ROME -- They come here, like so many do, as pilgrims and as scholars.
Their travel slate may include a papal Mass at St. Peter's Basilica, or a study of the ruins of classical antiquity. But as itinerant subjects of the Steelers Nation, they also flock to La Botticella, a cozy pub just off of the Piazza Navona, which in recent years -- mostly by happenstance -- has become the cantina of choice for Steelers fans in the Eternal City.
The reigning Emperor of the Roman Steeler Republic, Giovanni Poggi, is the owner and proprietor. Travelers from around the globe have stopped to leave an official "Asciugamano Terribile" as tribute.
"I must have 30 Terrible Towels," Mr. Poggi said, laughing and pointing to close to a dozen bags stuffed with, among other things, Terrible Towels, Steelers T-shirts, signs, magnets, hats -- even a pair of slippers and a long-haired Troy Polamalu wig.
Housed in a century-old former wine merchant's shop in a narrow cobblestone alley, La Botticella was opened 18 years ago by Mr. Poggi to capitalize on hordes of tourists looking to quench their thirsts with a cocktail between sightseeing stops.
Along the way, the haunt developed a loyal clientele, first among U.S.-based flight crews stopping over in Rome and later college students studying abroad. About four to five years ago, Mr. Poggi said groups of Penn State and Duquesne University students spending semesters in Rome -- most of them from Pittsburgh -- adopted La Botticella as their hangout.
The advent of satellite TV made it easy to catch American sports, and homesick students wanted to see their beloved Steelers and Penguins play. A match was made, and La Botticella became a regular Sunday gathering spot to see the black and gold.
"The fans that came in here, their passion for the Steelers was infectious," Mr. Poggi said. "They go as nuts for them as the [soccer] fans here do for Roma or Lazio," he said, alluding to Rome's stalwart futbol franchises.
He tacked a small Steelers pennant onto La Botticella's sidewalk sandwich board to beckon to Pittsburghers and Steelers fans who passed by. Soon after, Pittsburgh paraphernalia -- Terrible Towels, Sidney Crosby and Troy Polamalu jerseys, even a sticker from Fat Head's Saloon on the South Side -- were affixed behind its bar.
A "You're in Steelers Country" banner now hangs on the back wall, and Mr. Poggi once unfurled it out at the Colosseum prior to Super Bowl XLIII. Conspicuously absent however: any "Franco's Italian Army" bric-a-brac.
Having amassed dozens of friends from Pittsburgh over the years, Mr. Poggi came to America in November for a Football vacation: a Thursday night Steelers game at Heinz Field, followed by a Penn State Football Saturday at Beaver Stadium in Happy Valley.
The Pittsburgh Post-Gazette chronicled his journey in an online video that to date is the most watched video ever produced by post-gazette.com, with more than twice the page views of the next most-viewed video produced by the Web site.
Since then, Mr. Poggi said it feels at times that every tourist from Pittsburgh has stopped to see him as well.
"It's been unbelievable," he said. "There are periods where we'll get a group from Pittsburgh in here every day for a month. We had 60 kids from Slippery Rock come in on their spring break and a dean from Robert Morris came in and gave me a sweat shirt."
Jack Tucek, a physicist with the Northrop Grumman global security company in Chicago, and his wife, Julie, visited Rome earlier this month while attending a conference. Dr. Tucek, a North Hills native, was tipped off to La Botticella by a friend who had seen the post-gazette.com video and was compelled to make a stop.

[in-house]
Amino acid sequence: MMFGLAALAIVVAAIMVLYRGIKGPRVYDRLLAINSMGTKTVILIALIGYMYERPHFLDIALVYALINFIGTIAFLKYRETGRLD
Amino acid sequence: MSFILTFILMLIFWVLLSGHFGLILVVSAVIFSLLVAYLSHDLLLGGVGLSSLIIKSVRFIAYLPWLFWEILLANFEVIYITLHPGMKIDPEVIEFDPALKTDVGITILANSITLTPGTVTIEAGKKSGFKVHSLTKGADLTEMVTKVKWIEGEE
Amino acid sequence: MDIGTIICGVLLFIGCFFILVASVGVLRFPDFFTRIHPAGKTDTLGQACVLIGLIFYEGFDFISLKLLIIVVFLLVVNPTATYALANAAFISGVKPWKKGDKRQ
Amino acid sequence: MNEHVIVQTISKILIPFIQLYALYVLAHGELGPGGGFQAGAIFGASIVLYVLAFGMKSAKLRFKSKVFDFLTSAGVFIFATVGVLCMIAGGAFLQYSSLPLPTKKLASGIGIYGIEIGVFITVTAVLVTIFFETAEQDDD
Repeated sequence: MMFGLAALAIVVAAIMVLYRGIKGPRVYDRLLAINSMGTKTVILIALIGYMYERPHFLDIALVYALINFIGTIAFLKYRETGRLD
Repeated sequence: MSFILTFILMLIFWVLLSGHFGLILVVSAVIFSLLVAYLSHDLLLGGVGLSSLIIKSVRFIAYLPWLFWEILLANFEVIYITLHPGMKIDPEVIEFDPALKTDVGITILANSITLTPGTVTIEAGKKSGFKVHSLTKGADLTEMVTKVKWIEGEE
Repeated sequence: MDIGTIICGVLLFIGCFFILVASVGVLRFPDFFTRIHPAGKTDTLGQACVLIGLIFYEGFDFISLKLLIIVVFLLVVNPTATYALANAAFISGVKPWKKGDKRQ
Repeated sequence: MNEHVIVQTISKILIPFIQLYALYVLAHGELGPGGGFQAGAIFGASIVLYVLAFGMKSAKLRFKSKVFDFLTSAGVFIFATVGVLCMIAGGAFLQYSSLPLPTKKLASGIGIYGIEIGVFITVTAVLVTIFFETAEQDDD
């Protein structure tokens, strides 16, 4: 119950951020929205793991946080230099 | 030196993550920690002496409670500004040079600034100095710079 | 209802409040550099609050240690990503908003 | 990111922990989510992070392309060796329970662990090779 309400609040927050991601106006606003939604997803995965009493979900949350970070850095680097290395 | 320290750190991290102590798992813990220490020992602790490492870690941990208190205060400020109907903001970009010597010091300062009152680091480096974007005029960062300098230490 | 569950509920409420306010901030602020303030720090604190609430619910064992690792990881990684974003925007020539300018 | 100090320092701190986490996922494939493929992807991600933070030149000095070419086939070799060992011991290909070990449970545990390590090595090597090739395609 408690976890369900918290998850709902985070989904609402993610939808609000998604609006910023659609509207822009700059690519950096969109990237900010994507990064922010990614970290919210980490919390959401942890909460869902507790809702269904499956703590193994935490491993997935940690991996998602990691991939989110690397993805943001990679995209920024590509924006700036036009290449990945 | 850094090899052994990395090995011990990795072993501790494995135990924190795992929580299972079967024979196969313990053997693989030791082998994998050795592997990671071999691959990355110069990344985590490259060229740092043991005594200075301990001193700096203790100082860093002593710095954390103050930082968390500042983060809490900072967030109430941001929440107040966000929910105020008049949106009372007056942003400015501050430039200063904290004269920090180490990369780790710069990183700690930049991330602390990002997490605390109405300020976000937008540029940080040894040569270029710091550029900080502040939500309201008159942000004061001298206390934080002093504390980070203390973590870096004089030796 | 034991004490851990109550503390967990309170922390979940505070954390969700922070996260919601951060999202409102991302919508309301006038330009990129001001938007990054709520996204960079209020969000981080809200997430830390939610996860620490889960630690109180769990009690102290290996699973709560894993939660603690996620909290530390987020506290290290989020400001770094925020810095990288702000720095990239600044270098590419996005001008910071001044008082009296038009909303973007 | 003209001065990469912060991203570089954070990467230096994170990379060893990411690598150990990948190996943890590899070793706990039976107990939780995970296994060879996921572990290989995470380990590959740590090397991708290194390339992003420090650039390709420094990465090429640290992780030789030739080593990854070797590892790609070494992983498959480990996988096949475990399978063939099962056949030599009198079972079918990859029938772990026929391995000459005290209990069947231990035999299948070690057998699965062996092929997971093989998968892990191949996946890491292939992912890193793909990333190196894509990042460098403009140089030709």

"We had to come by and pay homage to our Pittsburgh friends," Dr. Tucek said.
"Three times we came by," Mrs. Tucek added. "We put it on our list -- the Vatican, Piazza Navona, Trevi Fountain and the Steelers bar."
Branden and Maura Woodard, of Peters, sought out La Botticella to watch a Penguins game while on their honeymoon.
"We came here and saw that it was an awesome place to be -- great beer, great friends, and watching the Penguins in Rome," Mr. Woodard said. "It's a great bar."
Traveling Penguins fans also have continued to show up throughout the playoffs, and Mr. Poggi said he hopes to replicate the crowds that flocked in for the Super Bowl, when Steelers fans from all over Rome and from as far as Milan and Palermo came to watch the game Feb. 1.
But because of the time difference, kickoff didn't occur until after 12:30 a.m. local time. Though the city might be Eternal, closing time isn't. As in Pennsylvania, last call came at 2 a.m., and patrons had to vacate the premises ... sort of.
"Officially we had to close at 2 a.m., but we had more than a hundred Steelers fans here to watch the game. So I locked the doors and closed the shutters and we partied until the sun came up," Mr. Poggi recalled with a grin.
Jared Bowman, a student at Saint Vincent College who was studying for a semester at John Cabot University in Rome, said he was overwhelmed.
"It was the most amazing experience: a bar in Rome full of Pittsburgh fans rooting on the Steelers , thousands of miles from home ... it doesn't get any better," he said.
Mr. Poggi lived in Canada during adolescence and early teens -- his English is impeccable -- and has dreamed of returning to the western side of the pond someday, perhaps to open a bar or trattoria. Pittsburgh is on the short list of cities he's considering.
"I loved my visit to Pittsburgh," he said, noting that he chatted in Italian with the folks at La Prima Espresso and was impressed by the range of Italian delicacies at Pennsylvania Macaroni Co. in the Strip District
"The city is great and a lot of fun, especially the South Side. But the people are great. Really friendly and humble. They seem to go out of their way for you, and I really like that. You don't see that in most places."
To borrow a phrase: When in Pittsburgh ... .